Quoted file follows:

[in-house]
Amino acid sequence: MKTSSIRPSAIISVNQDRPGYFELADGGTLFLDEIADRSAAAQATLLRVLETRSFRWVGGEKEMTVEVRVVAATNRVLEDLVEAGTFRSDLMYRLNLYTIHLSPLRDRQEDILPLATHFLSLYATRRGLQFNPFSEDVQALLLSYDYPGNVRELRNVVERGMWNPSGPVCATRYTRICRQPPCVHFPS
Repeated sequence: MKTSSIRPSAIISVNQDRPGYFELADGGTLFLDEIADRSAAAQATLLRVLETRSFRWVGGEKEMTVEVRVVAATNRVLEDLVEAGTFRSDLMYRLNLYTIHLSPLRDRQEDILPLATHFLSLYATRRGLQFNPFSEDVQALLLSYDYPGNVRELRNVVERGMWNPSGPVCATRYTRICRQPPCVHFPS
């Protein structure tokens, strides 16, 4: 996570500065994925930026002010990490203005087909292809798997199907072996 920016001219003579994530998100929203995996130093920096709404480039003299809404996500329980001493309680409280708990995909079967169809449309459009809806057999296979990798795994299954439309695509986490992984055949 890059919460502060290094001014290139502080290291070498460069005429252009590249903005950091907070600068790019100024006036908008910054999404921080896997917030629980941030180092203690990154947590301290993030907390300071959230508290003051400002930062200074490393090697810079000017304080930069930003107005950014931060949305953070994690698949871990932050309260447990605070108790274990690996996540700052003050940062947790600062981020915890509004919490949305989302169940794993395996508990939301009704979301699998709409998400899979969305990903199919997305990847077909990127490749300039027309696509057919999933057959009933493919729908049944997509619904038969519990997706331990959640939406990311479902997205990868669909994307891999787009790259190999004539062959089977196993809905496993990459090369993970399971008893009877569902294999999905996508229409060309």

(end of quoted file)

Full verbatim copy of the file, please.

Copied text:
[in-house]
Amino acid sequence: MKTSSIRPSAIISVNQDRPGYFELADGGTLFLDEIADRSAAAQATLLRVLETRSFRWVGGEKEMTVEVRVVAATNRVLEDLVEAGTFRSDLMYRLNLYTIHLSPLRDRQEDILPLATHFLSLYATRRGLQFNPFSEDVQALLLSYDYPGNVRELRNVVERGMWNPSGPVCATRYTRICRQPPCVHFPS
Repeated sequence: MKTSSIRPSAIISVNQDRPGYFELADGGTLFLDEIADRSAAAQATLLRVLETRSFRWVGGEKEMTVEVRVVAATNRVLEDLVEAGTFRSDLMYRLNLYTIHLSPLRDRQEDILPLATHFLSLYATRRGLQFNPFSEDVQALLLSYDYPGNVRELRNVVERGMWNPSGPVCATRYTRICRQPPCVHFPS
């Protein structure tokens, strides 16, 4: 996570500065994925930026002010990490203005087909292809798997199907072996 920016001219003579994530998100929203995996130093920096709404480039003299809404996500329980001493309680409280708990995909079967169809449309459009809806057999296979990798795994299954439309695509986490992984055949 890059919460502060290094001014290139502080290291070498460069005429252009590249903005950091907070600068790019100024006036908008910054999404921080896997917030629980941030180092203690990154947590301290993030907390300071959230508290003051400002930062200074490393090697810079000017304080930069930003107005950014931060949305953070994690698949871990932050309260447990605070108790274990690996996540700052003050940062947790600062981020915890509004919490949305989302169940794993395996508990939301009704979301699998709409998400899979969305990903199919997305990847077909990127490749300039027309696509057919999933057959009933493919729908049944997509619904038969519990997706331990959640939406990311479902997205990868669909994307891999787009790259190999004539062959089977196993809905496993990459090369993970399971008893009877569902294999999905996508229409060309």